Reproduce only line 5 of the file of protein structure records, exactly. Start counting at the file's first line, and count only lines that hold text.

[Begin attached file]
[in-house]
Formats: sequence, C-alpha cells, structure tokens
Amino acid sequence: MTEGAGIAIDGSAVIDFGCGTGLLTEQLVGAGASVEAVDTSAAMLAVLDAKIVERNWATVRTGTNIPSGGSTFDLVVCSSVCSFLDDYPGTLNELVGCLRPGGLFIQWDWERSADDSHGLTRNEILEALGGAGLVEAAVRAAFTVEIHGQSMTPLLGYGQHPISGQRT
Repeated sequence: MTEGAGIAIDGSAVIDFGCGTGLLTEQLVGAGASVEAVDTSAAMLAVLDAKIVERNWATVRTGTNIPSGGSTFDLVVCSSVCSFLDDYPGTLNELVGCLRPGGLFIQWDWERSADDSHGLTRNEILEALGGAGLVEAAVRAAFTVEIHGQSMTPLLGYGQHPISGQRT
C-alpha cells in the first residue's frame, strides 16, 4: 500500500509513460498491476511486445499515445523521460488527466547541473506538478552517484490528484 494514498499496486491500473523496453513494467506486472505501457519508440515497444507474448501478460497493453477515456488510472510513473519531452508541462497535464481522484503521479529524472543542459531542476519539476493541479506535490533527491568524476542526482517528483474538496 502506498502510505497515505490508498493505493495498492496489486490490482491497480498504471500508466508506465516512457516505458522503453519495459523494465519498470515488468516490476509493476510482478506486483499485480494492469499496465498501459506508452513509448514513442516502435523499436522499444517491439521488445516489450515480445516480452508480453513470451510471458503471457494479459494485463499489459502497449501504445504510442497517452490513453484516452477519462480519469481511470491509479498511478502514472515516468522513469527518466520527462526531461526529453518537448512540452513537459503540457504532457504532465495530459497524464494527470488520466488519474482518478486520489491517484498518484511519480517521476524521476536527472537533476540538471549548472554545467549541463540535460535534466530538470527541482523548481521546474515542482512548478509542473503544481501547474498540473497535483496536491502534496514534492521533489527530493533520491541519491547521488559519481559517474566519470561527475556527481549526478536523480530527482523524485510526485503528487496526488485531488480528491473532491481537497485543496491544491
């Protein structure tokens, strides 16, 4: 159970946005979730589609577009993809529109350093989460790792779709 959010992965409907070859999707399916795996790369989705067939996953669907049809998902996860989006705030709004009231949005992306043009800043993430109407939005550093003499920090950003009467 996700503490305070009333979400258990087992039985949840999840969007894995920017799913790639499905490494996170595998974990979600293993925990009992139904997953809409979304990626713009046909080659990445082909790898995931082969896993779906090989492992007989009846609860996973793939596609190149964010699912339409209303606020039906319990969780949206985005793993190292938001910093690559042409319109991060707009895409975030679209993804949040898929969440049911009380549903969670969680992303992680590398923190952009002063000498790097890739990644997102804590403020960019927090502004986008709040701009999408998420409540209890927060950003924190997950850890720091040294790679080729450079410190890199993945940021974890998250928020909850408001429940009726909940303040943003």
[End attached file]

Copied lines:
C-alpha cells in the first residue's frame, strides 16, 4: 500500500509513460498491476511486445499515445523521460488527466547541473506538478552517484490528484 494514498499496486491500473523496453513494467506486472505501457519508440515497444507474448501478460497493453477515456488510472510513473519531452508541462497535464481522484503521479529524472543542459531542476519539476493541479506535490533527491568524476542526482517528483474538496 502506498502510505497515505490508498493505493495498492496489486490490482491497480498504471500508466508506465516512457516505458522503453519495459523494465519498470515488468516490476509493476510482478506486483499485480494492469499496465498501459506508452513509448514513442516502435523499436522499444517491439521488445516489450515480445516480452508480453513470451510471458503471457494479459494485463499489459502497449501504445504510442497517452490513453484516452477519462480519469481511470491509479498511478502514472515516468522513469527518466520527462526531461526529453518537448512540452513537459503540457504532457504532465495530459497524464494527470488520466488519474482518478486520489491517484498518484511519480517521476524521476536527472537533476540538471549548472554545467549541463540535460535534466530538470527541482523548481521546474515542482512548478509542473503544481501547474498540473497535483496536491502534496514534492521533489527530493533520491541519491547521488559519481559517474566519470561527475556527481549526478536523480530527482523524485510526485503528487496526488485531488480528491473532491481537497485543496491544491